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JeffersonCountyExitsBankruptcy

Jefferson County Exits Bankruptcy Court

Yesterday afternoon U.S. Bankruptcy Judge Thomas Bennett approved Jefferson County’s plan to reorganize their debts according to an agreement reached with some of their creditors.  This means that Jefferson County will have their plan approved and the second largest bankruptcy case in U.S. history will be closed.  Birmingham Bankruptcy CourtThe Judge is going to confirm the county’s plan which was reached through an agreement between all parties involved and includes refinancing and cutting debts and other concessions. Jefferson County reached a settlement with their creditors after about 20 months of being in bankruptcy.

The creditors in the case have agreed to take about $3 billion less than they are owed (including the current sewer creditors taking about $1.5 billion less) and there are other aspects and concessions in the agreement that make up the reorganization plan such as imposing new sewer rate increases in the future.  Jefferson County agreed to give up the power to set future sewer rates in exchange for shedding about $1.5 billion in debt.  Also, the deal requires that the U.S. Bankruptcy Court maintain authority over Jefferson County until the $1.84 billion in new sewer debt is paid off in about 40 years.

That means that even though the reorganization plan is approved and the bankruptcy case is closed, it can be reopened if necessary and the Bankruptcy Court will retain authority until this debt is paid subject to the agreement or plan reached by all parties. This agreement does allow for representatives for warrant holders to seek authority to force sewer rate increases necessary to pay these debts and this can be done once the county has exited the bankruptcy and the deal has been approved.  With this ruling yesterday, it also means that Jefferson County can close on the $1.84 billion that they have lined up in new financing that will be used to pay their creditors as part of this plan.

The county still has to sell its warrants totaling $1.7 billion of debt, but they already have enough orders lined up so that shouldn’t be an issue.  Those bonds will be sold on December 3, 2013, on the same day that the county will receive its discharge in the bankruptcy case. The Court has confirmed the agreement but still has to approve the fees involved in the case, including the bankruptcy attorney and consultant fees totaling about $25.7 million.  Also, as part of the reorganization all pending lawsuits against the county that are bankruptcy related will be dismissed and cannot be refiled in the future.  There are lawsuits involved in the case over sewer rate increases and there were protesters outside the Courthouse yesterday protesting these increases as well.

Jefferson County Bankruptcy Filed on November 9, 2011

Jefferson County is the most populous county in Alabama with about 658, 466 people according to the 2010 U.S. Census.  The Jefferson County bankruptcy case began with an old sewer system in the 1990’s that the U.S. regulators ordered to be fixed.  In order to fix this system, the county began borrowing and refinancing old debts.  There was also corruption going on with the elected officials at the time, with bribes being accepted from contractors and advisers and by 2010 four county commissioners were convicted of corruption related charges concerning these sewer contracts and debts.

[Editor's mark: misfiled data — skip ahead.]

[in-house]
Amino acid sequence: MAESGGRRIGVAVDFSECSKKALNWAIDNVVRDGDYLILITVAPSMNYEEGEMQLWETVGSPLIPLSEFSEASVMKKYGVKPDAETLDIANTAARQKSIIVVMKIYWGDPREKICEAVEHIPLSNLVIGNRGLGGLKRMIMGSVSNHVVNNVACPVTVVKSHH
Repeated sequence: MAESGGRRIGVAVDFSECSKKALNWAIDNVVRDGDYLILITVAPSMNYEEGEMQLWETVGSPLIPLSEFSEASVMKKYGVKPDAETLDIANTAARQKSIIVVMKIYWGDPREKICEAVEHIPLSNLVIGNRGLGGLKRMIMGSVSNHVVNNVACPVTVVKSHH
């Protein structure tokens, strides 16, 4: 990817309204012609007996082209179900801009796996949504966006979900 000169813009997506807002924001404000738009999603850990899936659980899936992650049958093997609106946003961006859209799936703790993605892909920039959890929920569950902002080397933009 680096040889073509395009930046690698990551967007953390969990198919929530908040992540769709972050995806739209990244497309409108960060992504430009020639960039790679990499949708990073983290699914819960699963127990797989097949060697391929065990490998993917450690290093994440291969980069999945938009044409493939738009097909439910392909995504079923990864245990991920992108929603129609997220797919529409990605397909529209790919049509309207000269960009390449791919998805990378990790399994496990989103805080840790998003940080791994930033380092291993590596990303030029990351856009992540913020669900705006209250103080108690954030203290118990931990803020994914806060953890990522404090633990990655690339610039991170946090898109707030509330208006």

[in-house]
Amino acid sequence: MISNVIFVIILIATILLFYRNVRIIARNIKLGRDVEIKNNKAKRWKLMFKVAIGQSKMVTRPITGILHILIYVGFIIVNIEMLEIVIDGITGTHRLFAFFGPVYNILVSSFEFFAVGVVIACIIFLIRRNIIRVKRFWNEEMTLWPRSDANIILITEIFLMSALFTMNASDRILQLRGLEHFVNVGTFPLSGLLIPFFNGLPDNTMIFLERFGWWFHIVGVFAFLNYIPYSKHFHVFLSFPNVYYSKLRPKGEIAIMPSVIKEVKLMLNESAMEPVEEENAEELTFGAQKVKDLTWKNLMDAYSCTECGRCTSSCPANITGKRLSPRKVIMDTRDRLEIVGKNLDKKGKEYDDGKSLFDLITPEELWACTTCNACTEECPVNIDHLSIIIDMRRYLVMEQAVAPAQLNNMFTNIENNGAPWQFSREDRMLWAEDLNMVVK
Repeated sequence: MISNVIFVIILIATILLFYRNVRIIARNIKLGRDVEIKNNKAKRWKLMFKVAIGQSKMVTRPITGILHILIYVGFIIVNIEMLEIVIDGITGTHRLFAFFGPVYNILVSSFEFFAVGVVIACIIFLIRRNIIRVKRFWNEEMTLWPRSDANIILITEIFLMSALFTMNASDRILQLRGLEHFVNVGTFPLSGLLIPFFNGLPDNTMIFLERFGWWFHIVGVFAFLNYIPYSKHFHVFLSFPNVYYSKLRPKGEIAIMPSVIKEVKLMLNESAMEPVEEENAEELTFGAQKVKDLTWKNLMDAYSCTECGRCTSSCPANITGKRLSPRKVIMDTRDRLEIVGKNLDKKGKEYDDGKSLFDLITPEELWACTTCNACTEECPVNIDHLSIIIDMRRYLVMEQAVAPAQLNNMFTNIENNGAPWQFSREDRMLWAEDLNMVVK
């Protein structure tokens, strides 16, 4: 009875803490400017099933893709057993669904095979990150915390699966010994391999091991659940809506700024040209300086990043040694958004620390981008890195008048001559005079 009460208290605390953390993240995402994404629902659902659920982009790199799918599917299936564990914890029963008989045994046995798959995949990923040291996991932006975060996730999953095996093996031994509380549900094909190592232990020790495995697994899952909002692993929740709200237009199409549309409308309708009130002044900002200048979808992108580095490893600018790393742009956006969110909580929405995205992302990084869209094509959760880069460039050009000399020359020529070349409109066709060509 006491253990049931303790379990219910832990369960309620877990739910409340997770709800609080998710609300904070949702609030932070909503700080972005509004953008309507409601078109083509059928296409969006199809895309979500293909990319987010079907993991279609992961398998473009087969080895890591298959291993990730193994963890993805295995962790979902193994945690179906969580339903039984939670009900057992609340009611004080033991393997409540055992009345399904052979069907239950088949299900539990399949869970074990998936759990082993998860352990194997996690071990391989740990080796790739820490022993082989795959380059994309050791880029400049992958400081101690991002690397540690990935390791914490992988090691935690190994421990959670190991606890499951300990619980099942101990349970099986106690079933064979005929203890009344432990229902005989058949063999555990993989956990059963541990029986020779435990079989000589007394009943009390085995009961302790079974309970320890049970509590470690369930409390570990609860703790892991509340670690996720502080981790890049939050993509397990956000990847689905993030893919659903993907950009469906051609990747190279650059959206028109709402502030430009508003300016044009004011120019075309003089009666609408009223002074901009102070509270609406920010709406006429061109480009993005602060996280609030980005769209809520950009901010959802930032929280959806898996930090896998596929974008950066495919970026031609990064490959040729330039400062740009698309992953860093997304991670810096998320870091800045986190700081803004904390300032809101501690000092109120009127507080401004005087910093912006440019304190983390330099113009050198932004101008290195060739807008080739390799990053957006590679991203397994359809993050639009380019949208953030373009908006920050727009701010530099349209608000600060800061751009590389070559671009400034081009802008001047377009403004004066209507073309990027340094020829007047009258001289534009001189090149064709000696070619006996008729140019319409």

In fact, in 2009 JP Morgan signed a $722 million settlement with the U.S. Securities and Exchange Commission for its role in arranging the sewer debts.  These events are at the root of the Jefferson County Chapter 9 bankruptcy filing back on November 9, 2011. Chapter 9 bankruptcy is a particular type of bankruptcy filing that is available specifically for municipalities, which can mean cities, counties, unincorporated towns, taxing districts, municipal utilities, and school districts for example.  Unlike a Chapter 7 bankruptcy, where an individual’s assets may be liquidated to pay off their creditors, in Chapter 9 bankruptcy, the entities assets are not liquidated.  Instead, this type of bankruptcy allows them to reorganize their debts by reducing interest rates or principal balances on existing debts, repaying certain debts over an extended period of time, refinancing debts, and having the protection of the bankruptcy court while working with the creditors to come up with an agreement that can be approved by the Bankruptcy Judge.

When Jefferson County filed for bankruptcy protection under Chapter 9 of the U.S. Bankruptcy Code, at the time it was the largest Chapter 9 municipal bankruptcy filing in U.S. history.  Since that filing on November 9, 2011, the city of Detroit, Michigan has filed Chapter 9 bankruptcy.  This filing of Chapter 9 bankruptcy by Detroit, makes it the largest such filing in the history of the United States, with Jefferson County now being the second largest municipal bankruptcy filing.  Bankruptcy filings by cities and counties of this size is a new trend, and whether other municipalities of this size will consider this option in the future may depend largely on what occurs in these cases and the precedent that is set.

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